MN: I think it has to do with laziness too. Also, men don't want to make their intentions too clear for fear of making fools of themselves.
MD: I think men are more fearful because women have changed. Women are no longer shy, so men feel intimidated.
What's a girl gotta do with the I'm-so-scared type of man?
MD: A woman must send some signal to the man that she's interested. It's part of the game. I may have a retro mentality, but I still think that courting and seducing a woman, even if it's more difficult and requires more work, is still more gratifying.
MN: Yes, I agree that the woman should send some signal.
MD: But it should be subtle and elegant.
MN: She needs to make him understand she's interested. I have the sensation that many women are stuck up.
MD: Yes, especially in this town!
Why, what are the women like in Bologna?
MD: Well, I've always joked that the average Bolognese woman walks twenty feet above the ground. The typical Bolognese woman is difficult to approach, she's stuck up, she thinks she's more important than what she really is.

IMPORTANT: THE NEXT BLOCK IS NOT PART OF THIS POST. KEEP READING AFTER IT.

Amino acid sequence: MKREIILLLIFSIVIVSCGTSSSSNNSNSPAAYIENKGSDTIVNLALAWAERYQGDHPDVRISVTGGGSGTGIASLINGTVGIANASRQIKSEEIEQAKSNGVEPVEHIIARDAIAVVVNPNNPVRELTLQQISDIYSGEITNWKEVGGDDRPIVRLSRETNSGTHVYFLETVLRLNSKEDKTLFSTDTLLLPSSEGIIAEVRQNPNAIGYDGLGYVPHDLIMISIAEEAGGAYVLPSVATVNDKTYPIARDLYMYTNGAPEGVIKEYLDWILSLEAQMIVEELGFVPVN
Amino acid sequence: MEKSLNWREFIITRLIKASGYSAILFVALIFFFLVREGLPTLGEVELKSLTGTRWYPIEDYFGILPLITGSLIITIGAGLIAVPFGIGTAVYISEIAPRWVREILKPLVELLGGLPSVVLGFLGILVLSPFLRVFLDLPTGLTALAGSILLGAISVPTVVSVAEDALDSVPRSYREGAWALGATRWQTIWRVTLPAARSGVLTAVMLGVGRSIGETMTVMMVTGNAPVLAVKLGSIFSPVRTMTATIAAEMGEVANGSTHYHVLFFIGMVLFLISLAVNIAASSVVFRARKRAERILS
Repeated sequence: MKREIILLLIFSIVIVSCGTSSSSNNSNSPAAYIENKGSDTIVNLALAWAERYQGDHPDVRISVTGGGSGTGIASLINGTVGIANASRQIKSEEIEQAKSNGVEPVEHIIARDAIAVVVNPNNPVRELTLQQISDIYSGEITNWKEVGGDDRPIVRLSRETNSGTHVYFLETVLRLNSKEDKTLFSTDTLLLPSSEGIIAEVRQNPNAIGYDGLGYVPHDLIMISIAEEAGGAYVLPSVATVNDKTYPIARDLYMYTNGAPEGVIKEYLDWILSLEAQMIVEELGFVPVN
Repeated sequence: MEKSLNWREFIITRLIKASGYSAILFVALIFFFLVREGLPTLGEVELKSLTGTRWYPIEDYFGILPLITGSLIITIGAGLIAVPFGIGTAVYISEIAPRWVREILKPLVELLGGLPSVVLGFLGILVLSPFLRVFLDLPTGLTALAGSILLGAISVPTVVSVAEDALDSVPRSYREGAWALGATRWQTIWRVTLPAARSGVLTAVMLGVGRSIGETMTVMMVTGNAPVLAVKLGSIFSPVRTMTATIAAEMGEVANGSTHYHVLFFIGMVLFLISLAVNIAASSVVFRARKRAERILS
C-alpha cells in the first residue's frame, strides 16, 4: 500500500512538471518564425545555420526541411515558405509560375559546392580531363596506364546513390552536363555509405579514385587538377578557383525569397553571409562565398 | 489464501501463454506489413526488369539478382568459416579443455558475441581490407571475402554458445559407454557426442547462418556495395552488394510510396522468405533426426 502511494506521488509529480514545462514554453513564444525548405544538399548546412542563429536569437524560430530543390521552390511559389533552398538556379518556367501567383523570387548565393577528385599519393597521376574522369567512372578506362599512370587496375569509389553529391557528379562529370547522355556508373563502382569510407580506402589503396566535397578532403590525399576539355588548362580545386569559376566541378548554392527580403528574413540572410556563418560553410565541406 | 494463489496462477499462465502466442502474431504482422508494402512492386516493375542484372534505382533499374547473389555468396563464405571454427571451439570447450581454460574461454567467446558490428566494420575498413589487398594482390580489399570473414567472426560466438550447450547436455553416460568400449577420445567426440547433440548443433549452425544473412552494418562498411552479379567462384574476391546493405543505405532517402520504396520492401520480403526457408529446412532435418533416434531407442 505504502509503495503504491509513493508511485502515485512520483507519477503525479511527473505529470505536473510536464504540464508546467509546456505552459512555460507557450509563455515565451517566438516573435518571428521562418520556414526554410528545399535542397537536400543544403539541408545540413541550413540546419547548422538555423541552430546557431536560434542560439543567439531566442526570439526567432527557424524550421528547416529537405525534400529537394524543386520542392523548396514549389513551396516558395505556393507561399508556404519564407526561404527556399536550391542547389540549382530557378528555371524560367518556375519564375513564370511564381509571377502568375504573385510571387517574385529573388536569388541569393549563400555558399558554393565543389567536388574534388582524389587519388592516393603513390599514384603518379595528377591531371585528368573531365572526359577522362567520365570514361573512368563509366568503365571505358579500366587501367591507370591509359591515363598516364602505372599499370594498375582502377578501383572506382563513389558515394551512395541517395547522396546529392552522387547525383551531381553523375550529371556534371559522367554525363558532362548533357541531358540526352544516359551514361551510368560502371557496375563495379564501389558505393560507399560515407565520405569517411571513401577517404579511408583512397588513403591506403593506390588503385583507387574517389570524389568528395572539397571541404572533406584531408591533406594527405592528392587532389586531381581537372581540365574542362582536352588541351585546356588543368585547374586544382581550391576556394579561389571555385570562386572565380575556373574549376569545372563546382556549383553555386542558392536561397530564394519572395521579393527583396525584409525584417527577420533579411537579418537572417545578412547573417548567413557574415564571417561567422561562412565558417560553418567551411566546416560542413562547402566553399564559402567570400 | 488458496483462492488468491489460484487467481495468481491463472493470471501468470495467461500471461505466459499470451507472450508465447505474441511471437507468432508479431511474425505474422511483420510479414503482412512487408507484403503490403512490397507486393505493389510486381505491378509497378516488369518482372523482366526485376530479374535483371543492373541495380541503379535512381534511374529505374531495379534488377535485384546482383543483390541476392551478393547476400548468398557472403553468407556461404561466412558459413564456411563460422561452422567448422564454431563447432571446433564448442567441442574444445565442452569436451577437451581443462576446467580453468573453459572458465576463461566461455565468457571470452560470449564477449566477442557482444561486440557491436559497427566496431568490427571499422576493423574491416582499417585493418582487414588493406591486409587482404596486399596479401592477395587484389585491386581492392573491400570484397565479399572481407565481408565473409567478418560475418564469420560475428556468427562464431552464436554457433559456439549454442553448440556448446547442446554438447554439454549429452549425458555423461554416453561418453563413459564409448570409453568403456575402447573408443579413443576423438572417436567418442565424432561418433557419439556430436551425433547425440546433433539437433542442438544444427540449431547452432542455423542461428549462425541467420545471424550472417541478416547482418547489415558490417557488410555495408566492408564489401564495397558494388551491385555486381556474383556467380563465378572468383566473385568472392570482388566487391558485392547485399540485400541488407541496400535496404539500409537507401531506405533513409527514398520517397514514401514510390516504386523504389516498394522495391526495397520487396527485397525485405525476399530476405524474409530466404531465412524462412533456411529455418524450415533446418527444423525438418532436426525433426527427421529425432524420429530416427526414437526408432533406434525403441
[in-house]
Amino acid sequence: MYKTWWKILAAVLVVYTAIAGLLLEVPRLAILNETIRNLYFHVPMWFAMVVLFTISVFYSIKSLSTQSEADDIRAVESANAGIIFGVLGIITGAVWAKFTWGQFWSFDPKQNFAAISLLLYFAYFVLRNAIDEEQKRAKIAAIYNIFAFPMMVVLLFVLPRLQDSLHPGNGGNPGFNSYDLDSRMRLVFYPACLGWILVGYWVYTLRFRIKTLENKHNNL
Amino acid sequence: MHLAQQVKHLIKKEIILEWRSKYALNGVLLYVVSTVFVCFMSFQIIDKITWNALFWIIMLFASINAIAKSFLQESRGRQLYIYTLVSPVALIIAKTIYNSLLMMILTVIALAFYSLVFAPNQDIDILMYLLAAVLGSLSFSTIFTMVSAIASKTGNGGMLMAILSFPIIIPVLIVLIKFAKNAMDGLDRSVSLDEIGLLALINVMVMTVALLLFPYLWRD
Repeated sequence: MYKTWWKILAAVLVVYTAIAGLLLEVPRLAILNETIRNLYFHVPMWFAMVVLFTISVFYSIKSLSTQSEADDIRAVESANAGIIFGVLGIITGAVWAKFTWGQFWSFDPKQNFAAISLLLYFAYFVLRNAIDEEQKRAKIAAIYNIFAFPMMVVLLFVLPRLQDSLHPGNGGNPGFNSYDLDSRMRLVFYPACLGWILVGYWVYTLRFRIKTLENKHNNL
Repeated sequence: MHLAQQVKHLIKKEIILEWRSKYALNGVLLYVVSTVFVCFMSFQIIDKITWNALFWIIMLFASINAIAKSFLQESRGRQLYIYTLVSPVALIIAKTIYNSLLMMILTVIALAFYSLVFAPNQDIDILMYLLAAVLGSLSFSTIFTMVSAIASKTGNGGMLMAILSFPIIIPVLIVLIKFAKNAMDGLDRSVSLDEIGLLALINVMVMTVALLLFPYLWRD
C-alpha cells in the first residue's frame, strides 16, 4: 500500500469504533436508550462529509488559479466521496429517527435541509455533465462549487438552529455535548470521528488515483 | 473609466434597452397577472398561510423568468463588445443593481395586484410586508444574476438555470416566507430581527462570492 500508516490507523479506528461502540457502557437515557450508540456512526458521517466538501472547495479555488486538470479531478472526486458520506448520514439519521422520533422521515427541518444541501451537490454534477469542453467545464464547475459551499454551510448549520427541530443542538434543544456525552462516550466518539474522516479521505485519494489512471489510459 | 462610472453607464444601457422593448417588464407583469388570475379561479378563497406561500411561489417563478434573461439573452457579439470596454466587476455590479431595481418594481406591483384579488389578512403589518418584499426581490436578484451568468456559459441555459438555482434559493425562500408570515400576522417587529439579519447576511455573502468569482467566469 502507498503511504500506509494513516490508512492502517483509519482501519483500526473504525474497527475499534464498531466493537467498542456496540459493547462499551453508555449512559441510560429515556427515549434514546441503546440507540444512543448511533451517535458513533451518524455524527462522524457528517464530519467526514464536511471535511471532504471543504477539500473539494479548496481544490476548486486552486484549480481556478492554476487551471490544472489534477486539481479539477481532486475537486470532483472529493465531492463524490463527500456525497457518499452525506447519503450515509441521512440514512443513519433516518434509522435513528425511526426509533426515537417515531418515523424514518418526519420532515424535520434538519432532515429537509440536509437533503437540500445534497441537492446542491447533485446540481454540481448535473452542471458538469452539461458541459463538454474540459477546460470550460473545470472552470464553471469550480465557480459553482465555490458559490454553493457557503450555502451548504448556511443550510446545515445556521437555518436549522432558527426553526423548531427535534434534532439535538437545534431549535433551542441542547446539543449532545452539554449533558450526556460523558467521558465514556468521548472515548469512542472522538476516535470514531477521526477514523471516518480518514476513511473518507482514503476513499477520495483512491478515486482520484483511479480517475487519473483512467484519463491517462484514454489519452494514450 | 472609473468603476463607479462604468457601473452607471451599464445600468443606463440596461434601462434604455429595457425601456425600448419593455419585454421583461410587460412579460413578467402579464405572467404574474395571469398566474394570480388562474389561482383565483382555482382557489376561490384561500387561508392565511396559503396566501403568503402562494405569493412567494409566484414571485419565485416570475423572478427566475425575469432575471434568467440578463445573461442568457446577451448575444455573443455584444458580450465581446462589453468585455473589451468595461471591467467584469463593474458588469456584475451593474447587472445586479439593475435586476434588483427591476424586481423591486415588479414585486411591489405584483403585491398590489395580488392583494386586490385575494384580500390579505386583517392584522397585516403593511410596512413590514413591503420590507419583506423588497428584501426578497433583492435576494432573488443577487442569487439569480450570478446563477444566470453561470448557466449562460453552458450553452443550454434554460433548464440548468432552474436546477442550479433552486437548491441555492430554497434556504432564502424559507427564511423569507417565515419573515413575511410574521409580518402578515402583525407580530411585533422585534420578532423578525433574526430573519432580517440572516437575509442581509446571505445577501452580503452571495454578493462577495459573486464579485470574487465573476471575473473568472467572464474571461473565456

MN: I agree. Many times the women here aren't sincere, and they place all the emphasis on looks, rather than on who they are.
MD: So much so that they seem clones of one another. There is a standardization. I've never dated women from here. They were always from someplace else — Mantua, Milan, Bolzano…the United States.
United States? Did you have an American girlfriend?
MD: Yes, I even married her. Twice. First in the U.S., and then in Italy.
Congratulations! What are the differences between American women and Italian women?
MD: It's a difficult question for me to answer because, except for my wife, I don't really know American women that well. But I can say that, unlike Italian women, and Bolognese women in particular, American women seem to be more approachable and they seem to appreciate a certain type of chivalry from the man. They seem to be more authentic and to appreciate a man taking the initiative because American men don't do that. At least that's what my wife told me. She said she knew that I wanted to go out with her three minutes after we had started talking, which she'd never experienced with an American man.
So what do you do to seduce a woman?